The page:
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Alcoholism and Men in the Caribbean

Alcoholism and Men  in the Caribbean

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We’ve just gone past Christmas Day and Old Year’s Night, and unfortunately, for many it was the perfect opportunity to become drunk and disorderly.

Carnival and Christmas are the only two times a year when people, particularly men are allowed to be stupidly drunk without judgement. We all know of at least one man who has died, is dying or almost died due to alcoholism. No one ever thinks of drinking as an addiction because unlike cocaine, it is socially acceptable to drink or even be drunk in public. Alcoholism is so pervasive in Caribbean culture that it’s hardly seen as a problem.

Did you know that heart disease is one of the top three causes of death in the Caribbean? Did you know that alcoholism is a huge contributor to heart disease? Rum is literally killing our men and yet it goes largely unnoticed. Even among the youth, alcoholism is acceptable and even encouraged. It is always a badge of honour to show how much you can drink before you get drunk, or how well you can manoeuvre drunk before falling over.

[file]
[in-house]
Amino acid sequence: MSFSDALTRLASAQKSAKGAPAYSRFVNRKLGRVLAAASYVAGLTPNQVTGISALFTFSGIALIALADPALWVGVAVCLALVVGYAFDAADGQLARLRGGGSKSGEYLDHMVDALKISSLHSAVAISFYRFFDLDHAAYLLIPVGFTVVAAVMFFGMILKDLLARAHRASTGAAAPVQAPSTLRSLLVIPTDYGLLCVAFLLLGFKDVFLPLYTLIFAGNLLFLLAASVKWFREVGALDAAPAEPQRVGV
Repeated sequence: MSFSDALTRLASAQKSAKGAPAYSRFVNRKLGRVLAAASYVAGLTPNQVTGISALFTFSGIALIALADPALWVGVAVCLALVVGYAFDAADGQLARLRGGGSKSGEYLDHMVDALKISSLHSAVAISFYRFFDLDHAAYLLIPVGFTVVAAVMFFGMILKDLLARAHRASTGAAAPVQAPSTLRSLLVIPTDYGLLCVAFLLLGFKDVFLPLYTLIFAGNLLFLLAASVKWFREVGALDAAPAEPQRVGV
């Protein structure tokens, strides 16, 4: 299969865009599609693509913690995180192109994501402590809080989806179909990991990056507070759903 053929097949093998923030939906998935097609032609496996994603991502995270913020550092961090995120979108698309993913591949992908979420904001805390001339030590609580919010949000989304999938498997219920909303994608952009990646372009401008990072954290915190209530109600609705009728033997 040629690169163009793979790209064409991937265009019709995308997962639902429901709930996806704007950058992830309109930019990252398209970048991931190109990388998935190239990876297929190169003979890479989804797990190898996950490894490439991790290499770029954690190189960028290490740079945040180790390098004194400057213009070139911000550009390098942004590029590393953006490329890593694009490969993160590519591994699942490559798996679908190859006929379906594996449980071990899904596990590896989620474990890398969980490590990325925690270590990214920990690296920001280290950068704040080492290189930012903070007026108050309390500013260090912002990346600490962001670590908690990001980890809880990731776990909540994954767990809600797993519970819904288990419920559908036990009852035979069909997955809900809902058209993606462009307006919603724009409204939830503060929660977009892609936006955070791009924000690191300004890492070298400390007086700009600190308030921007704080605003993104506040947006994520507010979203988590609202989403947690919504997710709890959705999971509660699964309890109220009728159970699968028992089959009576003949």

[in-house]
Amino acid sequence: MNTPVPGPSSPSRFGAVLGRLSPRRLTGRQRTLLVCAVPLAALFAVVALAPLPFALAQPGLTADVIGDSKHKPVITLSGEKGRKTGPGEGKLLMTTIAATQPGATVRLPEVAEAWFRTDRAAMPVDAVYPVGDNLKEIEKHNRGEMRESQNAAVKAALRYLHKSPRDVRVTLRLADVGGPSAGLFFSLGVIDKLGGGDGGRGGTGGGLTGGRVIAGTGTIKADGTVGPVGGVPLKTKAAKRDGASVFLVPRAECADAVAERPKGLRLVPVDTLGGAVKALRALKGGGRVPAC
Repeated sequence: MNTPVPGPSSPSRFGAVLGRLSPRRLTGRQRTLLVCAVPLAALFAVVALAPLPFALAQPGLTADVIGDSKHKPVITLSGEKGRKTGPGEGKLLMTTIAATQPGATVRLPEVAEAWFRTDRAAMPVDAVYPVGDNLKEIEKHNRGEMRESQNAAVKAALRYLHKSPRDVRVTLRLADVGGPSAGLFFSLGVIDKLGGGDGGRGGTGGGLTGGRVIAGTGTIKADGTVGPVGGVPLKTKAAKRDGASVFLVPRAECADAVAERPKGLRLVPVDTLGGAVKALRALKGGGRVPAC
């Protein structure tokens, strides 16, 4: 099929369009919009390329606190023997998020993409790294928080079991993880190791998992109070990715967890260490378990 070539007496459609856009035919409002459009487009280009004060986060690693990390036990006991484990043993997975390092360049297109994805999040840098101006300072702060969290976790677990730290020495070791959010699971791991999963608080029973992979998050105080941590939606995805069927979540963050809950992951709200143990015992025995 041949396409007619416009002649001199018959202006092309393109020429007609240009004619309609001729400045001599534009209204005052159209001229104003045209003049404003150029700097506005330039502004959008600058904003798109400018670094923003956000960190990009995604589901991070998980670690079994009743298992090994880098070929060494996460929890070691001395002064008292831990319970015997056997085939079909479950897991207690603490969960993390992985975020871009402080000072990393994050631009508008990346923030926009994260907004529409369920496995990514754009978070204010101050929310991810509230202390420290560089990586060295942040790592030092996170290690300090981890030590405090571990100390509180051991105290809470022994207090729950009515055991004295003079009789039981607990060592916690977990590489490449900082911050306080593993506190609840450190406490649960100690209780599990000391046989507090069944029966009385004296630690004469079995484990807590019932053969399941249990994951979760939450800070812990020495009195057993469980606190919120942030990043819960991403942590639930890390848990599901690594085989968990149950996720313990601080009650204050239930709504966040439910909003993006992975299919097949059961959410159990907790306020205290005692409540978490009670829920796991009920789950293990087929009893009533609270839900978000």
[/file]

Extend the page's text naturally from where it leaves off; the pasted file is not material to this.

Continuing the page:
There’s nothing wrong with social drinking or even having a drink by one’s self. The problem occurs when alcohol is used to soothe very real emotional problems or stress. Many people, especially men self-medicate with alcohol. Our society does not cultivate an environment where men feel safe being vulnerable, as vulnerability is perceived as weakness. Even male friendships are often shallow and offer very little emotional support to the participants as that might seem feminine or “gay”. Men are given almost no emotional support thus, they turn to alcohol. ‘Rum might not solve your problems, but it won’t nag you about them either’ is often the rhetoric used.

The very first thing a man always suggests after having a hard time is to get a drink; because the drink will make him forget, if only for a little while. West Indian men have very little access to professional mental help and we all suffer the consequences of their self-medication. Alcoholism does not only contribute to heart disease, it aids domestic violence and joblessness. Alcohol addiction is real and just as dangerous as any drug; if not worse because we don’t treat it like a drug.

It is time for us to pay attention to the men who are drunk every weekend or every function, these men who only seem to light up when there is alcohol around. We also need to address this cultural norm of exposing children to alcohol. Stop trying to be cool parents, you’re not doing your children any favours. Alcoholism is a problem just like most addictions, and we need to start treating them as such.

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